11. To unmold, run a knife around edges, being careful not to separate the golden crust from the cake. Slide cake out of the pan and cut the same way around the removable bottom to release, or peel off the parchment paper, if used.
  12. Place the cake, bottom-side up, on a platter. Cut slices by sawing gently with a serrated knife. Cake keeps up to a week, covered, at room temperature or in the refrigerator.


  • Substitute 1-1/2 teaspoons vanilla extract, 1-1/2 teaspoons lemon juice and 1/2 teaspoon almond extract.
  • Substitute two teaspoons lemon and two teaspoons lime juice.
  • Make a glaze with one cup confectioners’ sugar and one tablespoon or more of milk, juice or water.

Why Use Cream of Tartar?

Cream of Tartar acts as a stabilizer when beaten with egg whites, making for a higher, lighter cake. The acidity in the cream of tartar helps make cakes snowy white.

Beat Egg Whites Correctly

Egg Whites Beginning to Froth
Whites Beaten to Soft, Billowing Peaks

The Right Cake Pan

The traditional pan is a tube pan with a central column and sometimes removable bottom.

Tube Pan

The central column exposes more batter to the oven’s heat and helps the center of the cake to rise. This column also creates the beautiful caramelized color of the crust.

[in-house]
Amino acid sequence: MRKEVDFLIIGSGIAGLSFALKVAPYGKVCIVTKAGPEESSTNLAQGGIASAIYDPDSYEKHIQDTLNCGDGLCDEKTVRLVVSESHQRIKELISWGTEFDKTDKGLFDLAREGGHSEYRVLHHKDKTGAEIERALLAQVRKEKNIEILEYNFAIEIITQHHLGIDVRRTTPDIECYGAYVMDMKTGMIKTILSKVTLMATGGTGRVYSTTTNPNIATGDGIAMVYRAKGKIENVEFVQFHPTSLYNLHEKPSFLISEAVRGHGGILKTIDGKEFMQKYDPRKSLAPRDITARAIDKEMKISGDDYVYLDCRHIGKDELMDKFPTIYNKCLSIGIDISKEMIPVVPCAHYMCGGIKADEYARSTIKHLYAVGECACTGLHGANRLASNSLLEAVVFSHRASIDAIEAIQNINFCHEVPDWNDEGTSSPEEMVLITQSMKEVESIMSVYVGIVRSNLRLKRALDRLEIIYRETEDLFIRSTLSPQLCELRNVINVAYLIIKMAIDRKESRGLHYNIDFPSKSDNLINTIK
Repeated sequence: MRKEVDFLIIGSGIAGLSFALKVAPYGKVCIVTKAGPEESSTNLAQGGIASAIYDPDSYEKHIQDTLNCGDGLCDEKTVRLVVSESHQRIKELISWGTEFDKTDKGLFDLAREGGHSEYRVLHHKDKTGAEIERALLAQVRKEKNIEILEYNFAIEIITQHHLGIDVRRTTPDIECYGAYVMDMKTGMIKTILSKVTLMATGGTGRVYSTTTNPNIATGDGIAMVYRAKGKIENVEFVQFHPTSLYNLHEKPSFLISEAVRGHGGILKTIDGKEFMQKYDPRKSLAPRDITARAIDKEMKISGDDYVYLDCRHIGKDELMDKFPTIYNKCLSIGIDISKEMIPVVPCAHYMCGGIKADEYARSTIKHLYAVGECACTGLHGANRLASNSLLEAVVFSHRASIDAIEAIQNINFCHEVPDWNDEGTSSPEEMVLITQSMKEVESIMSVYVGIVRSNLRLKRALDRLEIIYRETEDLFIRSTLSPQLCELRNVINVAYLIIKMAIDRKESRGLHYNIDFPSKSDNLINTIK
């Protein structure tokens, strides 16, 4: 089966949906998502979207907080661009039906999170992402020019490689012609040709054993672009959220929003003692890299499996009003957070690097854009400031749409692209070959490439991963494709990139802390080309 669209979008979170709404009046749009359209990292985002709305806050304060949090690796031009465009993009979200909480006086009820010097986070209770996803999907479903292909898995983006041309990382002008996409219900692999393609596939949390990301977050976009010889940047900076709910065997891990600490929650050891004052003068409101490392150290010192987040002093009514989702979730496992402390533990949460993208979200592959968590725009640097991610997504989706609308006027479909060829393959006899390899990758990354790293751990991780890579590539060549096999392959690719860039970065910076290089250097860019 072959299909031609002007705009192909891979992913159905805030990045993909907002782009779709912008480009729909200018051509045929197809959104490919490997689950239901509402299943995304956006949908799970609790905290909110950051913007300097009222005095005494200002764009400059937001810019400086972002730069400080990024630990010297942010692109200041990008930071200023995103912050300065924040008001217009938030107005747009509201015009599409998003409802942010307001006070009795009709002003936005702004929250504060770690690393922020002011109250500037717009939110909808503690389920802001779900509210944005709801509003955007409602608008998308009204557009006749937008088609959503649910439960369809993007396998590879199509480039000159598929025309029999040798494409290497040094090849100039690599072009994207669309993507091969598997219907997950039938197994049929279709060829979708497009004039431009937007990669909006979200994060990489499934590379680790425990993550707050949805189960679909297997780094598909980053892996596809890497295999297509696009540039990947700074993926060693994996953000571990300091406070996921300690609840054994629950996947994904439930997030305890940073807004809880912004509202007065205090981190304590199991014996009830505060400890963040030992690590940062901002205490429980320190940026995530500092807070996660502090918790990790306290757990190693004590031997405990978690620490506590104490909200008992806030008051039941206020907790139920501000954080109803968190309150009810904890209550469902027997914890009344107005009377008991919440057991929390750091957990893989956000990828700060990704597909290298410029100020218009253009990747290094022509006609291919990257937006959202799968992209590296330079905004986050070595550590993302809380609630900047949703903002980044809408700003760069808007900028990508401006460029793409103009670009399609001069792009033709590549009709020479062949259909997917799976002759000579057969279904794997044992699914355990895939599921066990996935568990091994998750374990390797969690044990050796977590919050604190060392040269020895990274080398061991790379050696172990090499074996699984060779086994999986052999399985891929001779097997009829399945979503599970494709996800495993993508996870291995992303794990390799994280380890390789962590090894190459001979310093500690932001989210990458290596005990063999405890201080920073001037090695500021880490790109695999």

Removable bottoms allow you to slide a knife between the bottom of the cake and the pan. If your pan does not have a removable bottom, line the bottom with parchment.

If the pan has feet, invert pan onto them to cool. If not, invert the pan over the neck of a bottle to allow air to circulate around it.

Cake Cooling Upside Down

No Grease

Never grease the pan for an angel food cake. The batter needs to climb up the sides. Make sure your mixing bowl is grease-free, too. If in doubt, rinse the bowl with a little clear vinegar, swishing it around the inside. Vinegar will remove any trace of grease. Rinse with water, dry and you’re ready to make your cake.

Freeze Extra Eggs

Here are tips from the American Egg Board on freezing whole eggs, yolks and egg whites. All work well in most recipes. And the shells? They get ground up to add to our chickens’ daily diet. Lots of natural calcium and my girls love the shells.

Whole Eggs: Beat just until blended, pour into freezer containers, label with the number of eggs and date, and freeze. Substitute three tablespoons thawed whole egg for one large fresh egg.

Whites: Pour into freezer containers, label with the number of egg whites and date, and freeze. For faster thawing and easier measuring, freeze each white first in a standard ice cube tray. Then transfer to a freezer container. Substitute two tablespoons thawed whites for one large fresh white.

Yolks: If you freeze them as they are, egg yolks will eventually become so gelatinous that they will be almost impossible to use in a recipe. To help retard this gelation, beat in either 1/8 teaspoon salt or 1-1/2 teaspoons sugar or corn syrup per 1/4 cup of egg yolks (about four yolks). Substitute one tablespoon thawed egg yolk for one large fresh yolk.

Happy baking!